I use the Screen Backwards mode when docked at work. I have an external monitor, keyboard and mouse. Sometimes I positions the Tablet PC in Portrait mode, when I am working with portraite type documents. (With a 14″ pottrait screen, letter size documents fit the screen at about 100% leaving room for the “Ribbon” on top.

      At home, I often use the Notebook configuration. For long periods of use, I add a USB Keyboard and mouse and elevate the screen, if I will not be doing a lot of inking. (Ergonomicly, a detached keyboard is better.)

      I would prefer a slate to a convertable, but none are offered with the screen size, power and price point I want.

  10. Fred

    02/23/2010 at 2:51 pm

    A Slate could make sense if the weight is 3 pounds or less

    • ChrisRS

      02/23/2010 at 4:24 pm

      I suspect you mean that you would like a slate that weighed three punds or less. For the powee and screen size I would like, I am willing to have a Slate that weighs more than 3 pounds.

      There is room in the world for both of us!

  11. Scott

    02/23/2010 at 3:59 pm

    I can see why people are reluctant to even think of buying a slate.

    The convertible format is a “safe” and “practical” choice. It’s perfect for those that want to try a tablet pc but need the reassurance that they still have a regular laptop if they find they don’t like tablets. It’s also a good compromise if you don’t think you’ll be walking around with the thing too much since they have more mass than a typical slate. And it’s the only way to go right now if it is to be your only computer.

    Buying a slate was a huge leap of faith for me in 2005 since I hadn’t even seen a tablet pc of any kind at the time. I bought a slate (st5022) for several reasons: for its relatively light weight (3.75 pounds with extended battery), for its long battery life, and because I already had a powerful desktop machine at home for heavy work.

    There’s a huge inverse relationship between weight and cost in the world of laptops, but I was willing to pay the price (adding to the leap of faith) because I wanted the relatively light weight. That relationship is still there and I’m going to have to pay again in the near future, but it’ll be worth it…especially if it has an i7-620um or an i7-640um processor (hear that HP/Fujitsu/Motion?). I can live without touch/multitouch, but I’ve got to have my Wacom active digitizer! Of course, those specs would be good for any tablet (though quad core would be cool).

  12. Joe

    02/23/2010 at 4:14 pm

    I’m with those who wants a newer tc1100 myself. I like having a slate, but with the flexibility of a keyboard if necessary. Hell, make it a very portable USB keyboard if you don’t want to redesign a dock interface for it.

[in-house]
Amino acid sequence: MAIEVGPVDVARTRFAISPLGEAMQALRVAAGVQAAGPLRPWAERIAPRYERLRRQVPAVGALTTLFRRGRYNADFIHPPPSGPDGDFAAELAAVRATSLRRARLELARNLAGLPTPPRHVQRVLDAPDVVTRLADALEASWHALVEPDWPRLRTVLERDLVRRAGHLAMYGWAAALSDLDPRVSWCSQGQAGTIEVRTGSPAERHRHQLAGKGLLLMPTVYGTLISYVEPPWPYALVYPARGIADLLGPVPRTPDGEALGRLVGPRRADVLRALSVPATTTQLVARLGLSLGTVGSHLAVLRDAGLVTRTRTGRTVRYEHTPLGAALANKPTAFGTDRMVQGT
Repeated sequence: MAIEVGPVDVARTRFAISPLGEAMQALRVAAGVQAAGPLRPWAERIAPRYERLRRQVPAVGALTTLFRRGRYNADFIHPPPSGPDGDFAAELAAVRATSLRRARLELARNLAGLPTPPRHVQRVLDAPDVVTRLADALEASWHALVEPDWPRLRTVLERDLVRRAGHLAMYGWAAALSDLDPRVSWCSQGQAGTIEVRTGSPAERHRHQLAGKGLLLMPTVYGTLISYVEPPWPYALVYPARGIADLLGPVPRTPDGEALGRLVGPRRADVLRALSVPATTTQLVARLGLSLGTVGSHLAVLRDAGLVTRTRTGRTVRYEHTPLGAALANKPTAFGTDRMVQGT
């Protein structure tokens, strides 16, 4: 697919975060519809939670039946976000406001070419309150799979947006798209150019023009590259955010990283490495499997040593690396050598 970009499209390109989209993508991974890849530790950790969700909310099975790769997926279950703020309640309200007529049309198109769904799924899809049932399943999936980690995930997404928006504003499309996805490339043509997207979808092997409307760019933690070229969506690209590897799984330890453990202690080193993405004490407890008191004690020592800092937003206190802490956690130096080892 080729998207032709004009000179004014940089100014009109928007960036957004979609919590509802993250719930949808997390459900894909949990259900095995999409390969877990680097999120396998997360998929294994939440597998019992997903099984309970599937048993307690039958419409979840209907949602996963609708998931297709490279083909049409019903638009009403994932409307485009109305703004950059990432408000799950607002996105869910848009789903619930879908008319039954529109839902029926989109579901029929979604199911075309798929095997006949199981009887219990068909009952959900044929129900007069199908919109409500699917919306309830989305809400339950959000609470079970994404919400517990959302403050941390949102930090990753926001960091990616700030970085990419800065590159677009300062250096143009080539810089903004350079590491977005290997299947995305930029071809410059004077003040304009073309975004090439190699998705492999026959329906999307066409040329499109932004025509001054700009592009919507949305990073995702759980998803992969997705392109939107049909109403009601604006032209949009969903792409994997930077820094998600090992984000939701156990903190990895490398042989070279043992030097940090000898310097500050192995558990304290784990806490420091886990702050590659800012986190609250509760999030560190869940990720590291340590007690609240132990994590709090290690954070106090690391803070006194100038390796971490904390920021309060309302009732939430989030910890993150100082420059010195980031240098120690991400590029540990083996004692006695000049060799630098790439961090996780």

But for strictly taking notes, I find myself using the tc1100 way more often than my convertible Dell XT.

  13. tal

    02/23/2010 at 4:16 pm

    My personal opinion is that Slate will win the MID and UMPC 10″ segment.

    iPad is rubbish in my book …

    • tal

      02/23/2010 at 4:17 pm

      smaller than 7″ was my original text before automatic editing by the page.

  14. Tim

    02/23/2010 at 5:54 pm

    Personally, I’d have to agree with those polled in Lenovo’s research. Quite simply, I love my T5010 and I couldn’t imagine working with only a slate. The added practicality of a convertible tablet is why I think that mainstream laptops could do with being replaced by them.

    Compared to a regular laptop, outside of a potential for size loss and, depending on your intended functionality (ie games), some performance loss, there are seemingly no downsides (ignoring cost, which is always the killing factor).

    Compared to a slate, the downsides of a convertible are obvious: weight. However, I believe the upsides of performance, practicality, and having a real all-rounder machine greatly outweigh the mobility of a slate. As a student, I don’t write with my tablet in my arm, so I cannot speak to the actuality of use, but it seems to me that 4-5lbs isn’t a terrible high weight to hold up. I do carry my laptop with me in a backpack everywhere, and, especially compared to the other items I have to carry, the laptop is no strain.

  15. sipp11

    02/23/2010 at 9:02 pm

    With any company besides Apple, Lenovo might be right. But with the power of persuasive by Apple, they just can create new segment of market while nobody can.

    • MurphysLaww

      02/24/2010 at 9:26 am


      It’s not really HP’s fault that the TC1000/1100 didn’t take off. OneNote was just starting, and you couldn’t get textbooks or many consumer books in e-format. It was a near perfect device without applications to make it useful. I had one, with the craptastic transmeta processor, but it still worked and was on an Apple level of elegance. HP NEEDS TO MAKE MORE. In fact, Microsoft needs to subsidize HP to make more. If they could sell them for less than $600, they might compete with the iPad. Flash+Wacom > iPad. It’s right there for them, they just need to make it happen.